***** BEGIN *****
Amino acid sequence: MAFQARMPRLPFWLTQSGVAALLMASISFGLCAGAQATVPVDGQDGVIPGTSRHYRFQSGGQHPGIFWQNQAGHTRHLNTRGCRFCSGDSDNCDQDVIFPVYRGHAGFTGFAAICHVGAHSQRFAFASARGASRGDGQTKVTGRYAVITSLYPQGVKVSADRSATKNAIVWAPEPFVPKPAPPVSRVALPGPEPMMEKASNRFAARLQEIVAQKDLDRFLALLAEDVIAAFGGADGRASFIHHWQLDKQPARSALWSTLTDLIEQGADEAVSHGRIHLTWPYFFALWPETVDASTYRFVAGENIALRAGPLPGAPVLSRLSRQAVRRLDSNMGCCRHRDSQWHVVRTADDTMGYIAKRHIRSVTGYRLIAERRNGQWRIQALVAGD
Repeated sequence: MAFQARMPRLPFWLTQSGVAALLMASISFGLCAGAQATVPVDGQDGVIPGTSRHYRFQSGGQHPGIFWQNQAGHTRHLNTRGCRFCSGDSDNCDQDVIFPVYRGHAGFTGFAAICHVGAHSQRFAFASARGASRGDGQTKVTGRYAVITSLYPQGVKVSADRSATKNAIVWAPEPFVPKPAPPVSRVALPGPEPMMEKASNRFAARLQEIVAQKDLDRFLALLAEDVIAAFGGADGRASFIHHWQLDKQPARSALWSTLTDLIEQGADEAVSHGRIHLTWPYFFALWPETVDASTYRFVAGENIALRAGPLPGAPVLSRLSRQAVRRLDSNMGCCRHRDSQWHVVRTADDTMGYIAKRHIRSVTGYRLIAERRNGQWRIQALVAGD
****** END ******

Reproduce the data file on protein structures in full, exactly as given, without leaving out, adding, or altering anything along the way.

Amino acid sequence: MAFQARMPRLPFWLTQSGVAALLMASISFGLCAGAQATVPVDGQDGVIPGTSRHYRFQSGGQHPGIFWQNQAGHTRHLNTRGCRFCSGDSDNCDQDVIFPVYRGHAGFTGFAAICHVGAHSQRFAFASARGASRGDGQTKVTGRYAVITSLYPQGVKVSADRSATKNAIVWAPEPFVPKPAPPVSRVALPGPEPMMEKASNRFAARLQEIVAQKDLDRFLALLAEDVIAAFGGADGRASFIHHWQLDKQPARSALWSTLTDLIEQGADEAVSHGRIHLTWPYFFALWPETVDASTYRFVAGENIALRAGPLPGAPVLSRLSRQAVRRLDSNMGCCRHRDSQWHVVRTADDTMGYIAKRHIRSVTGYRLIAERRNGQWRIQALVAGD
Repeated sequence: MAFQARMPRLPFWLTQSGVAALLMASISFGLCAGAQATVPVDGQDGVIPGTSRHYRFQSGGQHPGIFWQNQAGHTRHLNTRGCRFCSGDSDNCDQDVIFPVYRGHAGFTGFAAICHVGAHSQRFAFASARGASRGDGQTKVTGRYAVITSLYPQGVKVSADRSATKNAIVWAPEPFVPKPAPPVSRVALPGPEPMMEKASNRFAARLQEIVAQKDLDRFLALLAEDVIAAFGGADGRASFIHHWQLDKQPARSALWSTLTDLIEQGADEAVSHGRIHLTWPYFFALWPETVDASTYRFVAGENIALRAGPLPGAPVLSRLSRQAVRRLDSNMGCCRHRDSQWHVVRTADDTMGYIAKRHIRSVTGYRLIAERRNGQWRIQALVAGD